There are problems – for example. I make more than my share of clerical errors and can’t see them as mistakes afterward.  Since I work with detailed information a lot, and a slight of hand can mean millions of dollars of difference for my clients, I’ve learned to find people who are meticulous at proofreading….they check my work with open eyes, knowing every letter, every number matters.  I will hear a phone number, write it down wrong, and then even if someone repeats it back to me and I check it, I will see those wrong numbers as the correct ones I heard.  So I learned to focus on one digit at a time instead of the number as a whole.  It’s probably turned into a strength now….I pay attention.

The dyslexia….well, not a lot of benefits, but how often do we need to to reverse mirror images?  I have learned that short straight hair is me!   I have GPSs, so I can find my way around.  Except when that crazy woman tells me to go North, South, East or West….in which case I just keep driving until she begins with rights and lefts and “Make a U-turn immediately.”

My hand/eye coordination….my handwriting is seldom seen.  And a messy signature…..isn’t that imperfect scrawl much cooler than one that is perfectly handwritten?  (It is if we all agree it is!!!)  And no one expects me to draw anything…..all of my nieces and nephews learned quickly they could draw it much better than me. How I have helped their self-esteem!  The lack of athletic ability?  Only because I never thought I had it.  While the hand-eye coordination is off, not all sports require that.  And for the ones that do, I possibly could have mastered them if I had given them a chance.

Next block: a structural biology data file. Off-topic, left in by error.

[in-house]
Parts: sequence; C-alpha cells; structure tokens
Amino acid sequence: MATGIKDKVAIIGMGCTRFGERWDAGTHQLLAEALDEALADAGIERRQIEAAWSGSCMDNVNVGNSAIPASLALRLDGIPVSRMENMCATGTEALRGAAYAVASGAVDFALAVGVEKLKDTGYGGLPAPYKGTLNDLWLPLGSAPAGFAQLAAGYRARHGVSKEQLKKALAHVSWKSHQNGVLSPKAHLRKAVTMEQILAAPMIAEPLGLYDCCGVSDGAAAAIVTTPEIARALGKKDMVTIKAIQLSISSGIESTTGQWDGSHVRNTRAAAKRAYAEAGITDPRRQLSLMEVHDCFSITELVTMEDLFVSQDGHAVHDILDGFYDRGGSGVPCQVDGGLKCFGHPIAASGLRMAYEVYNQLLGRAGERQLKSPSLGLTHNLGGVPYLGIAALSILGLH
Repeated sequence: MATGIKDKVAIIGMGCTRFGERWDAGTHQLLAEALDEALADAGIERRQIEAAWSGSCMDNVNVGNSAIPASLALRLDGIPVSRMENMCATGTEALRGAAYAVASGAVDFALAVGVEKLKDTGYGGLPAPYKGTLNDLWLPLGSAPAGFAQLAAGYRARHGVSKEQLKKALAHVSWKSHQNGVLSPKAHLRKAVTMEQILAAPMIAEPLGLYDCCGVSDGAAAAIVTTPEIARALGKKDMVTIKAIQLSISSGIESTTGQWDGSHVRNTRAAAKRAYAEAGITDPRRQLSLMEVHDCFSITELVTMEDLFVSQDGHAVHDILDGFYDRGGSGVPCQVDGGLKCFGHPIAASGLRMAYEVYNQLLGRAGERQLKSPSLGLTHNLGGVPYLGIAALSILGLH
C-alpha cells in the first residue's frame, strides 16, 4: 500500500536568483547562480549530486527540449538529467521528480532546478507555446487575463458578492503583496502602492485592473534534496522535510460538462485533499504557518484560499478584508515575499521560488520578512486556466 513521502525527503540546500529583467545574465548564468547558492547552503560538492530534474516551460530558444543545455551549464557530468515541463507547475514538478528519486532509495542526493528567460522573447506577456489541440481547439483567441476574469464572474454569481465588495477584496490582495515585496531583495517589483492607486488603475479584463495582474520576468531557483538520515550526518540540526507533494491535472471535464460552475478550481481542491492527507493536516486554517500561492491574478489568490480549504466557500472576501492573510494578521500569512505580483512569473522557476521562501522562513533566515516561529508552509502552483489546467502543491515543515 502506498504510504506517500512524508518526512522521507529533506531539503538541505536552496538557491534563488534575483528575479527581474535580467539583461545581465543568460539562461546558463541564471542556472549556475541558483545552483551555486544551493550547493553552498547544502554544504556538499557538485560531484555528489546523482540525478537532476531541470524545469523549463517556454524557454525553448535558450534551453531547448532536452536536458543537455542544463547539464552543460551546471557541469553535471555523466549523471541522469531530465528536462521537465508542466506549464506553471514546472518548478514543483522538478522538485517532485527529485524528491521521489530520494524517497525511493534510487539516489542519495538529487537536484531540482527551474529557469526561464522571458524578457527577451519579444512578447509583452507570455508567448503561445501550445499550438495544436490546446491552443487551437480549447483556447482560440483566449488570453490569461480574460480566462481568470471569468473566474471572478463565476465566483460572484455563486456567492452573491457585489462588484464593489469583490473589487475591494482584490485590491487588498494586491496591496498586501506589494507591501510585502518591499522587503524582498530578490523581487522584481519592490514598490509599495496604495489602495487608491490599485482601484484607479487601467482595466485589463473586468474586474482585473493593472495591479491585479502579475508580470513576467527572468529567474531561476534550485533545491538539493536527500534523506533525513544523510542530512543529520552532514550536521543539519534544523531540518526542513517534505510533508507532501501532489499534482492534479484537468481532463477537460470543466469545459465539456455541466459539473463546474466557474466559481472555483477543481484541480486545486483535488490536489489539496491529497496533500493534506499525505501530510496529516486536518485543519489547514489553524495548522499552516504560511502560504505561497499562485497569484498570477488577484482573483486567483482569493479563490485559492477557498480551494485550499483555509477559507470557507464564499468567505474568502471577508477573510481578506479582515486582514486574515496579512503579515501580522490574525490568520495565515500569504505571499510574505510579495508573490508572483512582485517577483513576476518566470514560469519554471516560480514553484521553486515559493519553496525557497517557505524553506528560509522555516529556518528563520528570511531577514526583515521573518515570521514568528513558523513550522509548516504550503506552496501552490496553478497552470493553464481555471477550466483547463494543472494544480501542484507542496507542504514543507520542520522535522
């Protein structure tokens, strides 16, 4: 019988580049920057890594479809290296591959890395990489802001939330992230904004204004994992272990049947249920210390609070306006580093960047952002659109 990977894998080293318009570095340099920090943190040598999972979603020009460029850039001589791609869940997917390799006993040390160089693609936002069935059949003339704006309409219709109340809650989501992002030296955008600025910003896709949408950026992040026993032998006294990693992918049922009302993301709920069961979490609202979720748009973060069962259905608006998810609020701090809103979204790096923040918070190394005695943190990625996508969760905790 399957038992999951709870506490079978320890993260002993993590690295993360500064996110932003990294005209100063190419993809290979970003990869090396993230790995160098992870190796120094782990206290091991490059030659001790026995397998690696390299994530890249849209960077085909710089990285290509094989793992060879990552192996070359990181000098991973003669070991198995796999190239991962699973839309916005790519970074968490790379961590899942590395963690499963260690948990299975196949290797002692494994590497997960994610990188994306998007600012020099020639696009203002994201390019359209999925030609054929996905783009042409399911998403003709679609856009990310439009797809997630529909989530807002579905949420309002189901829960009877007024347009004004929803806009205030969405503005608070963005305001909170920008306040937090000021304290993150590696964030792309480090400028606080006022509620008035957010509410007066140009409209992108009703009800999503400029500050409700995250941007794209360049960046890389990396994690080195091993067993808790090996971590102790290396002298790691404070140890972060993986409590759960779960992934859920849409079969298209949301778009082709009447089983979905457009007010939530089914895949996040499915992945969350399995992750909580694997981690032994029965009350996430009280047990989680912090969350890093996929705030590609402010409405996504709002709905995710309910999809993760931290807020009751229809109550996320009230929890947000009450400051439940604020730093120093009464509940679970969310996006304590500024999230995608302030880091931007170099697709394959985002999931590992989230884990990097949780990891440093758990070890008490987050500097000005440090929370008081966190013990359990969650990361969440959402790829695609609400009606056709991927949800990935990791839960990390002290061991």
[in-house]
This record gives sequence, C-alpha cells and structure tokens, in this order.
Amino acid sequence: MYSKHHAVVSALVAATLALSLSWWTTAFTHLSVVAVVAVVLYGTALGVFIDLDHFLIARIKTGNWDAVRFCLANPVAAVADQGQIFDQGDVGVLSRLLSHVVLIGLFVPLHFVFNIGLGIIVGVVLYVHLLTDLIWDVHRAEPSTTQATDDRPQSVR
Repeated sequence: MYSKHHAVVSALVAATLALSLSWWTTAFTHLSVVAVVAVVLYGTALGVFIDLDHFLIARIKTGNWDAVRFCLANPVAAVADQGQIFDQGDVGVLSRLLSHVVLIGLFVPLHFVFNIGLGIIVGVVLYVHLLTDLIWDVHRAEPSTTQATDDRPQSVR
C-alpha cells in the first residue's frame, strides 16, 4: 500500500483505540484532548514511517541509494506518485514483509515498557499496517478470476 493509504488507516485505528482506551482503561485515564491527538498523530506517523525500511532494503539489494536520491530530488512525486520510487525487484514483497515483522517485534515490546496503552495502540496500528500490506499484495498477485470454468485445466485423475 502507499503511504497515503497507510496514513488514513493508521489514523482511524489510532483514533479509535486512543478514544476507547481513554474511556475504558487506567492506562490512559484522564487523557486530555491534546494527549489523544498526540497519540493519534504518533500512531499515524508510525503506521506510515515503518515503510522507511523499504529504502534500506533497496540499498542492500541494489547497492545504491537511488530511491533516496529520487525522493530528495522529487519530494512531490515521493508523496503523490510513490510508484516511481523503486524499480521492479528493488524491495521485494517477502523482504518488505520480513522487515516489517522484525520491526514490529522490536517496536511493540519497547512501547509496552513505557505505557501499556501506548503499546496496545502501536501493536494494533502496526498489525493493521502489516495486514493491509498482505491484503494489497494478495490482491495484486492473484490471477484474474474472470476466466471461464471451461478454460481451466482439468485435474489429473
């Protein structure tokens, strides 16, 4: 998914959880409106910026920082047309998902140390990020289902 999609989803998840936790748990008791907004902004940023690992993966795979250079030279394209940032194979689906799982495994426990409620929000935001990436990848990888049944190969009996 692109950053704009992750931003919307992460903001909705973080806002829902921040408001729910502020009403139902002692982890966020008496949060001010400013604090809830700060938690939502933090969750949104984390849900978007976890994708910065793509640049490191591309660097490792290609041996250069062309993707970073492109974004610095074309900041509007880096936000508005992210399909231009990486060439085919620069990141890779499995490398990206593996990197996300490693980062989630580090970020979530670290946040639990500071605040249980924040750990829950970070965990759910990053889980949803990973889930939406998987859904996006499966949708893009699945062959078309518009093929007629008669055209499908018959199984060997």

We all have some sort of shortcomings, some sort of disability. Things that have probably been with us from our youth that we were ashamed of.  Often we try to hide those things that are very much a part of who we are.  But they impact our lives daily, and can cause so much stress when we hide them.  But if you are looking at them from one angle and seeing them as negatives, cut your eyes to a different angle and figure out how you can make them your greatest assets.  As in most things, we first have to acknowledge them.  And see how they impact our life.  And figure out how they can go from a deficit and instead be some of the best parts of who we are.

I love the term “differently abled.”  Because we all are!  Different and unique and special and worthwhile.  Not one accident among us.  We were created not just to exist, but for purpose.  “For we are God’s workmanship, created in Christ Jesus to do good works, which God prepared in advance for us to do.” (Ephesians 2:10.)  We need to keep our eyes open for these good works and get them done! 

And have you noticed we weren’t all created and put on our own little planets to do these things?  We were put here to work at it all together.  You cover my deficiencies and I will try to cover yours.  You try to help me see how my deficiencies can be assets and I will attempt to show you the same. Good works await us…..and we can accomplish them together.  The whole “differently abled” lot of us.  That’s why we were made just the way we are and why we are here, together.